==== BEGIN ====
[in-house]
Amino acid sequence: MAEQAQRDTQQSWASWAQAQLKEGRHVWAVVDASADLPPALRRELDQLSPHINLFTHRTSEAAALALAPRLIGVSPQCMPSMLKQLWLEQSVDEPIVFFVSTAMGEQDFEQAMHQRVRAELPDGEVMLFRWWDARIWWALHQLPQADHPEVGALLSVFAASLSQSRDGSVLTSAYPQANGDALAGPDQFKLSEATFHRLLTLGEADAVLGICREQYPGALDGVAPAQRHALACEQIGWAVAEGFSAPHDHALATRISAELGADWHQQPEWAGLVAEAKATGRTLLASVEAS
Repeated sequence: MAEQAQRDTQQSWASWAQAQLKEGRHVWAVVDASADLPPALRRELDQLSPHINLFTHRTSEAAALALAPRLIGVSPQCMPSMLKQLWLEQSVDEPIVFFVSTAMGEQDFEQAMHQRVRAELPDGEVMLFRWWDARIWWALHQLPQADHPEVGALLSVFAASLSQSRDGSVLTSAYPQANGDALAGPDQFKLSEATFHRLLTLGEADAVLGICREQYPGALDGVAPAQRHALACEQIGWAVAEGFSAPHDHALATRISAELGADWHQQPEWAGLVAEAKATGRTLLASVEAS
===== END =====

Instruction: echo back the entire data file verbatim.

[in-house]
Amino acid sequence: MAEQAQRDTQQSWASWAQAQLKEGRHVWAVVDASADLPPALRRELDQLSPHINLFTHRTSEAAALALAPRLIGVSPQCMPSMLKQLWLEQSVDEPIVFFVSTAMGEQDFEQAMHQRVRAELPDGEVMLFRWWDARIWWALHQLPQADHPEVGALLSVFAASLSQSRDGSVLTSAYPQANGDALAGPDQFKLSEATFHRLLTLGEADAVLGICREQYPGALDGVAPAQRHALACEQIGWAVAEGFSAPHDHALATRISAELGADWHQQPEWAGLVAEAKATGRTLLASVEAS
Repeated sequence: MAEQAQRDTQQSWASWAQAQLKEGRHVWAVVDASADLPPALRRELDQLSPHINLFTHRTSEAAALALAPRLIGVSPQCMPSMLKQLWLEQSVDEPIVFFVSTAMGEQDFEQAMHQRVRAELPDGEVMLFRWWDARIWWALHQLPQADHPEVGALLSVFAASLSQSRDGSVLTSAYPQANGDALAGPDQFKLSEATFHRLLTLGEADAVLGICREQYPGALDGVAPAQRHALACEQIGWAVAEGFSAPHDHALATRISAELGADWHQQPEWAGLVAEAKATGRTLLASVEAS